\firstoftwo\expandafter{} \secondoftwo}% <- Closing brace of interesting \secondoftwo's first argument in case #1 is empty (Scenario 3).
{\firstoftwo\expandafter{} \firstoftwo}%
}%

Let's look at the three scenarios:

Scenario 1: #1 is not empty and #1's first token is an opening brace—e.g., #1={foo}bar:

\CheckWhetherEmpty{{foo}bar}{empty}{not empty}%

Step 1:

\romannumeral0%
\expandafter\secondoftwo\string{%
\expandafter\secondoftwo % <- The interesting \secondoftwo
\expandafter{% <- Opening brace of interesting \secondoftwo's first argument.
\expandafter{%
\string{foo}bar} % <- Closing brace of interesting \secondoftwo's first argument in case #1's first token is an opening brace (Scenario 1).
\expandafter
\secondoftwo\string}% <- Closing brace of interesting \secondoftwo's first argument in case #1's first token is not an opening brace (Scenario 2).
\expandafter\firstoftwo\expandafter{\expandafter
\secondoftwo\string}%
\firstoftwo\expandafter{} \secondoftwo}% <- Closing brace of interesting \secondoftwo's first argument in case #1 is empty (Scenario 3).
{\firstoftwo\expandafter{} \firstoftwo}%
{empty}{not empty}%

Step 2: \romannumeral0-expansion initiated:

%\romannumeral0-expansion in progress:
\expandafter\secondoftwo\string{%
\expandafter\secondoftwo % <- The interesting \secondoftwo
\expandafter{% <- Opening brace of interesting \secondoftwo's first argument.
\expandafter{%
\string{foo}bar} % <- Closing brace of interesting \secondoftwo's first argument in case #1's first token is an opening brace (Scenario 1).
\expandafter
\secondoftwo\string}% <- Closing brace of interesting \secondoftwo's first argument in case #1's first token is not an opening brace (Scenario 2).
\expandafter\firstoftwo\expandafter{\expandafter
\secondoftwo\string}%
\firstoftwo\expandafter{} \secondoftwo}% <- Closing brace of interesting \secondoftwo's first argument in case #1 is empty (Scenario 3).
{\firstoftwo\expandafter{} \firstoftwo}%
{empty}{not empty}%

Step 3: \expandafter "hits" \string and { gets stringified:

%\romannumeral0-expansion in progress:
\secondoftwo{12%
\expandafter\secondoftwo % <- The interesting \secondoftwo
\expandafter{% <- Opening brace of interesting \secondoftwo's first argument.
\expandafter{%
\string{foo}bar} % <- Closing brace of interesting \secondoftwo's first argument in case #1's first token is an opening brace (Scenario 1).
\expandafter
\secondoftwo\string}% <- Closing brace of interesting \secondoftwo's first argument in case #1's first token is not an opening brace (Scenario 2).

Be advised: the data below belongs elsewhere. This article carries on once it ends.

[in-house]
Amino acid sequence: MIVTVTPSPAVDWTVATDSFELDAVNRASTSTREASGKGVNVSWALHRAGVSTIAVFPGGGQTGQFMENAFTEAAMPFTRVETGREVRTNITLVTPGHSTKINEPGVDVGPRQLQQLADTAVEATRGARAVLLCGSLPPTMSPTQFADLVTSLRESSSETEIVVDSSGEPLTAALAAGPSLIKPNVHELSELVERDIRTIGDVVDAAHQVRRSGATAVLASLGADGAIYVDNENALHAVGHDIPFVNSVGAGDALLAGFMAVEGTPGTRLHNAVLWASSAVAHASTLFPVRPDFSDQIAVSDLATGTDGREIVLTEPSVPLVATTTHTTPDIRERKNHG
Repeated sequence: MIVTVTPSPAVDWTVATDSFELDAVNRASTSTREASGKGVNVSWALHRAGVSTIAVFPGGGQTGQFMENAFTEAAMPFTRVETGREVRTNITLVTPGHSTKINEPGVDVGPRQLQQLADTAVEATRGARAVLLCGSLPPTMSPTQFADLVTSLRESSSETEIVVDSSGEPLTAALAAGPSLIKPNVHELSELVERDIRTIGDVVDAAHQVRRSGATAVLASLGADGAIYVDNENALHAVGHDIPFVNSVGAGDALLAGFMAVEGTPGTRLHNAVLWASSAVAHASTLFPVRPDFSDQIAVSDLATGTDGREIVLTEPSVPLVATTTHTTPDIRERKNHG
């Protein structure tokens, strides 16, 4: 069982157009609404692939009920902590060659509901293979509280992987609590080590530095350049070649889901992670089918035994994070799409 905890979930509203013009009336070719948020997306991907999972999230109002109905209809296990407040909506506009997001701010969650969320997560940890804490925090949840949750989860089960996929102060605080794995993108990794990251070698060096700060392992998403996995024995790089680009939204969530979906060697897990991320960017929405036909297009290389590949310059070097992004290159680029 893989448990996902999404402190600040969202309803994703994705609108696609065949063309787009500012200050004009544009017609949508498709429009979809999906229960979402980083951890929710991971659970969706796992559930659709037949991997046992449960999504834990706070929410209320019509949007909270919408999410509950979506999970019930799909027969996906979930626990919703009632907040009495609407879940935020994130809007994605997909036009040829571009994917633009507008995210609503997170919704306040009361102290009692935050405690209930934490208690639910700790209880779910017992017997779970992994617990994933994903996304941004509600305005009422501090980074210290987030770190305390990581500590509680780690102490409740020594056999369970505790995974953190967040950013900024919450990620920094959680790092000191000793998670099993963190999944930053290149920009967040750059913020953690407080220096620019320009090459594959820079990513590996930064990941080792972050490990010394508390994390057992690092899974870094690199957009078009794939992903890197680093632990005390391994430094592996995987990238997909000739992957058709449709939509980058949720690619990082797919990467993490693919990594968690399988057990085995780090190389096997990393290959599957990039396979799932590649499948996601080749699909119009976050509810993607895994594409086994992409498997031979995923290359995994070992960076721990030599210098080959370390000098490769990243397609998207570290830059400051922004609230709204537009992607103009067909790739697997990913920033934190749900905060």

\expandafter\firstoftwo\expandafter{\expandafter
\secondoftwo\string}%
\firstoftwo\expandafter{} \secondoftwo}% <- Closing brace of interesting \secondoftwo's first argument in case #1 is empty (Scenario 3).
{\firstoftwo\expandafter{} \firstoftwo}%
{empty}{not empty}%

Step 4: \secondoftwo removes {12:

%\romannumeral0-expansion in progress:
\expandafter\secondoftwo % <- The interesting \secondoftwo
\expandafter{% <- Opening brace of interesting \secondoftwo's first argument.
\expandafter{%
\string{foo}bar} % <- Closing brace of interesting \secondoftwo's first argument in case #1's first token is an opening brace (Scenario 1).
\expandafter
\secondoftwo\string}% <- Closing brace of interesting \secondoftwo's first argument in case #1's first token is not an opening brace (Scenario 2).
\expandafter\firstoftwo\expandafter{\expandafter
\secondoftwo\string}%
\firstoftwo\expandafter{} \secondoftwo}% <- Closing brace of interesting \secondoftwo's first argument in case #1 is empty (Scenario 3).
{\firstoftwo\expandafter{} \firstoftwo}%
{empty}{not empty}%

Step 5: \expandafter-chain "hits" \string which in case of the argument not being empty strigifies the argument's first token and in case of the argument being empty stringifies the closing brace:

%\romannumeral0-expansion in progress:
\secondoftwo % <- The interesting \secondoftwo
{% <- Opening brace of interesting \secondoftwo's first argument.
{%
{12foo}bar} % <- Closing brace of interesting \secondoftwo's first argument in case #1's first token is an opening brace (Scenario 1).
\expandafter
\secondoftwo\string}% <- Closing brace of interesting \secondoftwo's first argument in case #1's first token is not an opening brace (Scenario 2).
\expandafter\firstoftwo\expandafter{\expandafter
\secondoftwo\string}%